We've had what has felt like a busier and more stressed advent season this year for a number of reasons. We've also been blessed with many moments of grace and joy, but for some reason I have (in particular) been feeling overwhelmed with too much "to do" and too much "to think about" and having a harder time than usual letting go and finding places to sink deep down into stillness and expectancy.
For the past couple of years I've posted a list of what we're thankful for, usually right around thanksgiving. This year I didn't, and despite the fact that thanksgiving is far behind us and Christmas is now literally just around the corner, I keep feeling a nagging need to come here and count my blessings anyway. Any time of year can be a time to give thanks, and I seem to be in more need than usual of taking a deep breath and doing just that!
I missed our annual tradition of writing blessings/what we're grateful for on leaves for the thanksgiving tree. We didn't do it at home, and despite the fact that it was just the three of us and my parents in Virginia on thanksgiving day, we just forgot to do it there. I definitely want to reinstate this tradition next year, wherever we find ourselves.
While walking earlier today to run some errands, I asked the sweet girl to think of three blessings she was thankful for. She decided on these three: "that we have a Christmas tree; that I have crayons I can color with; and you, Mommy." I liked the simplicity of that list, and of course was rather partial to that last one!
My own "list" today included how well S. is doing in school and how much she enjoys learning; the kindness and sweetness of her daddy; and all the blessings of the autumn season this year. That included yet another trip to Virginia to spend time with my parents and D's aunt, mom and mom's husband. I'm especially grateful for my parents' continued good health (they're both 76 now) and for the wonderful afternoon we got to spend with them at Maymont Park, a beautiful park we used to go to when I was a child. I hadn't been there in years and loved how much it hadn't changed: the barn with animals for petting, the long trail through ivy-covered tree-lined paths filled with stops to ooh and ahh over various North American animals like gray foxes, black bears, and even hawks and eagles in the aviary.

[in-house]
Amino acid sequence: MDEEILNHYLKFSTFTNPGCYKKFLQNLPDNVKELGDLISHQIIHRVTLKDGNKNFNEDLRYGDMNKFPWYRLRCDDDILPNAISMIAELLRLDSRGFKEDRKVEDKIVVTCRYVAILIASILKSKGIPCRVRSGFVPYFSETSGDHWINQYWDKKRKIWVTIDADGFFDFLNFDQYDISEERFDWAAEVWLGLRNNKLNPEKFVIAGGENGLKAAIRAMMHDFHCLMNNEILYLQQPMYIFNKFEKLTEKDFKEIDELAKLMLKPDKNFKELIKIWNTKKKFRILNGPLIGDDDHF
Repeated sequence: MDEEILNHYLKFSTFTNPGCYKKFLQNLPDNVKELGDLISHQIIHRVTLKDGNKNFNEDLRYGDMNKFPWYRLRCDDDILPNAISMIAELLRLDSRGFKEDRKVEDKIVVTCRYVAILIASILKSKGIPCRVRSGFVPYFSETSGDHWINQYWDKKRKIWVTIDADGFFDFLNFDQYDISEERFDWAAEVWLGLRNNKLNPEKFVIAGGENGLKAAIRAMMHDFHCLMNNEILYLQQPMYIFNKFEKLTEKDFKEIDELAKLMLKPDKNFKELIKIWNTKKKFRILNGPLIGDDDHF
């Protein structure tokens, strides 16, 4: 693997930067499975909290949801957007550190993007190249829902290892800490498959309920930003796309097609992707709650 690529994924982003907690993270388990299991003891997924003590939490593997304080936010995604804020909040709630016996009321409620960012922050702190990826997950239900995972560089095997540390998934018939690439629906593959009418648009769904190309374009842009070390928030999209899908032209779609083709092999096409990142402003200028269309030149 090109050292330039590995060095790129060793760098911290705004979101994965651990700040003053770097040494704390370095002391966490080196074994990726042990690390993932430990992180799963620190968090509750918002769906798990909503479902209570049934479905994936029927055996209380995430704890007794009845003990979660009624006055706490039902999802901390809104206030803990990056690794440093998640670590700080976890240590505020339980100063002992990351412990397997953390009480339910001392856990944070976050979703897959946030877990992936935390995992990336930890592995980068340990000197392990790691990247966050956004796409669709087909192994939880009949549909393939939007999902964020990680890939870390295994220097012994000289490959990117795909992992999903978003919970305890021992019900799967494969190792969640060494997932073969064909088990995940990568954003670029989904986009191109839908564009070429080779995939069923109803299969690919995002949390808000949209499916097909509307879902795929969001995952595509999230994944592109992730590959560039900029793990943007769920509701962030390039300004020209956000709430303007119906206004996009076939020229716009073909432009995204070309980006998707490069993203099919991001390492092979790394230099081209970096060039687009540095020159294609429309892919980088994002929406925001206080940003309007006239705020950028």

Better perhaps even that our time at the park was the precious time spent by the sweet girl in the back yard with my Dad, feeding the birds and squirrels.
For a city-dwelling child who loves trees and animals, this was sheerly heaven. I watched her dancing around sprinkling corn on the ground and putting seeds in the feeders and realized how dearly she would enjoy doing this every day. I've had to work since then on my contentment levels and not feeling a renewed sense of resignation that we're called to where we're called. There are blessings here too. May I do a better job of remembering that and "counting them" each day!